Lishan Cui Luan Oolong (梨山翠巒烏龍) is a delicate high mountain oolong from the famous Lishan tea growing area. This particular tea comes from Cuiluan located in Ren’ai Township of Nantou County. It is made from hand-picked leaves of Qing Xin ‘Green Heart’ (青心) cultivar plants that are grown at an altitude of 1,600-1,700 metres. It is a complex tea, delivering classic high mountain oolong flavour full of floral alpine meadow notes. This tea is grown by Mr Huang and was picked and processed in May 2021. We source it from Mr Huang via our Tea Master in Taiwan.
Lishan (梨山) is an exceptional terroir located high in the mountains of Nantou Province and Taichung City. It is known for producing some exceptional traditional gao shan high mountain oolong teas. Lishan has a number of sub-terroirs and this one hails from a location named Cuiluan (翠巒), or Emerald Mountain Range. It lies on Hehuanshan mountain range and the garden enjoys a west-facing aspect on a steep slope. With many high mountain areas in Taiwan not receiving enough rainfall in 2021, some areas still managed slightly more than others. This is the case with the general Cuiluan area in 2021, the teas here are much better this year than from some other parts of Lishan. Cuiluan generally is not considered the most prime location of Lishan, hence the teas from this area enjoy more competitive pricing while still delivering the intense high mountain flavour that this terroir is known for.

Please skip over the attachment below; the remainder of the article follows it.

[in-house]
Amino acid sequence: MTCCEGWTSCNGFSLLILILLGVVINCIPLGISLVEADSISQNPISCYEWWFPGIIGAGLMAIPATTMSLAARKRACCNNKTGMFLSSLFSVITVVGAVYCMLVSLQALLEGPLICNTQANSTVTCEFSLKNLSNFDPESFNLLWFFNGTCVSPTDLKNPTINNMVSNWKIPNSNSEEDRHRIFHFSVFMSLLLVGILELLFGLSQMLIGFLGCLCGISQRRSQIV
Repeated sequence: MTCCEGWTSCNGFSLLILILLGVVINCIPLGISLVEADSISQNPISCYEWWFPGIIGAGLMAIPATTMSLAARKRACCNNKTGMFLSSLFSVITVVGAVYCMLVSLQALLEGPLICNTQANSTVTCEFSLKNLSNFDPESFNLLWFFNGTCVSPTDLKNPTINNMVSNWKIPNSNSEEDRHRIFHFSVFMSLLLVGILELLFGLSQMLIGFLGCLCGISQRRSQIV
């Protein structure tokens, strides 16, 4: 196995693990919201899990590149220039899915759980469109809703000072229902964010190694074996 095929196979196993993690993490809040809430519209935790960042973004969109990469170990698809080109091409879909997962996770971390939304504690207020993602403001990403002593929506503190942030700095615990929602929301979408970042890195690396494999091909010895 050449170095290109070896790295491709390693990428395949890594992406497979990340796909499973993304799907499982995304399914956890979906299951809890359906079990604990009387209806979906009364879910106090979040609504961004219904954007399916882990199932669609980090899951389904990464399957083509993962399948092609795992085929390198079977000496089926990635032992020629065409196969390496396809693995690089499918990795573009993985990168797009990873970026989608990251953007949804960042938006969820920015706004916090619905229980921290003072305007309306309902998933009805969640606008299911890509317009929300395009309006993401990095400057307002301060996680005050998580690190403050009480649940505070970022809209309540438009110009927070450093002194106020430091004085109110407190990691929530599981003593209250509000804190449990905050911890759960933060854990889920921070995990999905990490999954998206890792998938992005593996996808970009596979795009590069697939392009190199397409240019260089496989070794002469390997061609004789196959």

The vast majority of oolong teas grown at high altitude in Taiwan are made from the Qing Xin ‘Green Heart’ (青心) cultivar plants. This is true of most Lishan teas as well. The leaves of this Lishan Cui Luan Oolong are hand-picked and come in a classic tightly rolled leaf shape. The oxidation level is approximately 15-20% and this tea does not undergo any baking. If you are interested in other terroirs, make sure to try our Qing Xin teas from Alishan, Meishan, Shan Lin Xi, Long Feng Xia and our competition grade Alishan Oolong.
This Lishan Cui Luan Oolong comes in tightly rolled leaves with an attractive green colour. When brewed these unfurl into large leaves consisting of a tip plus 1-3 leaves. The produced liquor is bright and clear with an attractive heady floral aroma. The taste is supremely smooth, without any harshness, just as expected of this type of tea. The predominant floral taste is reminiscent of an alpine flower meadow with additional notes contributing a buttery and lightly grassy note. Overall it is supremely clean and very fresh with a good level of sweetness running throughout the taste. The tasting starts more on the highly floral flavour, gently progressing to a grassy edge and finally finishing on the deeper creamier notes. The lasting yet clean aftertaste still delivers more of those fine floral flavours.
We suggest brewing this tea at 90°C for 2-3 minutes according to your taste. It can be brewed 3+ times depending on your taste preferences. To get the most out this tea, consider using a gaiwan or a traditional clay pot to benefit from the complexity of flavours from repeated multiple infusions. For gong fu brewing we suggest using 6g per 100ml at 95c. Optional 2-3 second rinse, 1st infusion 25s, add 5s to each further infusion. Gong fu style brewing should get many, many infusions from this lovely tea!
Location of the tea garden in Cuiluan: